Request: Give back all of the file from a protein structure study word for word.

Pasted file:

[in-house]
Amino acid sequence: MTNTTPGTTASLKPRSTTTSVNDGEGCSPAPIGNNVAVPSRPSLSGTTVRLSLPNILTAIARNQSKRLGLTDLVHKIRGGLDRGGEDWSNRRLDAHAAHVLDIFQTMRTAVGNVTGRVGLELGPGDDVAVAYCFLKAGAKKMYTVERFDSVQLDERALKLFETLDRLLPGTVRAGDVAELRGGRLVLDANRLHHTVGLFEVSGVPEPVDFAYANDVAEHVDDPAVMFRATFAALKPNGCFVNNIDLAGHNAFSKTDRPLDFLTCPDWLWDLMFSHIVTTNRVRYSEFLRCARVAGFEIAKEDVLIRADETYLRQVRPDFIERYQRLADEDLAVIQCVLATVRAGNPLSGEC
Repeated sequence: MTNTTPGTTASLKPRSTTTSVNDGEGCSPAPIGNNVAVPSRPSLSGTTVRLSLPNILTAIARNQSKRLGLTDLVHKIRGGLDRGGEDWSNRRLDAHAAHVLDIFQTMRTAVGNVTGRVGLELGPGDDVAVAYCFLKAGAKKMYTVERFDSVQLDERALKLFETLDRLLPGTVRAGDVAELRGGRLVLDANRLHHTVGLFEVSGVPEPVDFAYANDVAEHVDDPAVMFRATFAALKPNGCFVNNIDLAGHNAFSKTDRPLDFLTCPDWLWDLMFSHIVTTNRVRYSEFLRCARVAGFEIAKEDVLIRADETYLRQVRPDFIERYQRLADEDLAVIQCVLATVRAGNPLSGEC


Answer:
[in-house]
Amino acid sequence: MTNTTPGTTASLKPRSTTTSVNDGEGCSPAPIGNNVAVPSRPSLSGTTVRLSLPNILTAIARNQSKRLGLTDLVHKIRGGLDRGGEDWSNRRLDAHAAHVLDIFQTMRTAVGNVTGRVGLELGPGDDVAVAYCFLKAGAKKMYTVERFDSVQLDERALKLFETLDRLLPGTVRAGDVAELRGGRLVLDANRLHHTVGLFEVSGVPEPVDFAYANDVAEHVDDPAVMFRATFAALKPNGCFVNNIDLAGHNAFSKTDRPLDFLTCPDWLWDLMFSHIVTTNRVRYSEFLRCARVAGFEIAKEDVLIRADETYLRQVRPDFIERYQRLADEDLAVIQCVLATVRAGNPLSGEC
Repeated sequence: MTNTTPGTTASLKPRSTTTSVNDGEGCSPAPIGNNVAVPSRPSLSGTTVRLSLPNILTAIARNQSKRLGLTDLVHKIRGGLDRGGEDWSNRRLDAHAAHVLDIFQTMRTAVGNVTGRVGLELGPGDDVAVAYCFLKAGAKKMYTVERFDSVQLDERALKLFETLDRLLPGTVRAGDVAELRGGRLVLDANRLHHTVGLFEVSGVPEPVDFAYANDVAEHVDDPAVMFRATFAALKPNGCFVNNIDLAGHNAFSKTDRPLDFLTCPDWLWDLMFSHIVTTNRVRYSEFLRCARVAGFEIAKEDVLIRADETYLRQVRPDFIERYQRLADEDLAVIQCVLATVRAGNPLSGEC